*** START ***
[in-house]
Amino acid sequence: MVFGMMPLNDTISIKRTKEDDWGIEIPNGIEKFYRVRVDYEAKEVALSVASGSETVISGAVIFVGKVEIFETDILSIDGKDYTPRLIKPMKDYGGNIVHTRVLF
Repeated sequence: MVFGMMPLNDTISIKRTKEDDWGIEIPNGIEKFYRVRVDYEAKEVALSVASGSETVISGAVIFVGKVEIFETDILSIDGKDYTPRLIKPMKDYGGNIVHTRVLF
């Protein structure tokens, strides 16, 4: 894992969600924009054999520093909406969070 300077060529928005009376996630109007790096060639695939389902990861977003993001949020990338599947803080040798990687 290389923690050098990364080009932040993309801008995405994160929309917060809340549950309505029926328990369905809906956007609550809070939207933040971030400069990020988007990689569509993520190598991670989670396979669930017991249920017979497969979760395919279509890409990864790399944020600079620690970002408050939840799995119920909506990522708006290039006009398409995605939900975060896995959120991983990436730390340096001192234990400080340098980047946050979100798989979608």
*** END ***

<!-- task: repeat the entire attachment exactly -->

[in-house]
Amino acid sequence: MVFGMMPLNDTISIKRTKEDDWGIEIPNGIEKFYRVRVDYEAKEVALSVASGSETVISGAVIFVGKVEIFETDILSIDGKDYTPRLIKPMKDYGGNIVHTRVLF
Repeated sequence: MVFGMMPLNDTISIKRTKEDDWGIEIPNGIEKFYRVRVDYEAKEVALSVASGSETVISGAVIFVGKVEIFETDILSIDGKDYTPRLIKPMKDYGGNIVHTRVLF
């Protein structure tokens, strides 16, 4: 894992969600924009054999520093909406969070 300077060529928005009376996630109007790096060639695939389902990861977003993001949020990338599947803080040798990687 290389923690050098990364080009932040993309801008995405994160929309917060809340549950309505029926328990369905809906956007609550809070939207933040971030400069990020988007990689569509993520190598991670989670396979669930017991249920017979497969979760395919279509890409990864790399944020600079620690970002408050939840799995119920909506990522708006290039006009398409995605939900975060896995959120991983990436730390340096001192234990400080340098980047946050979100798989979608």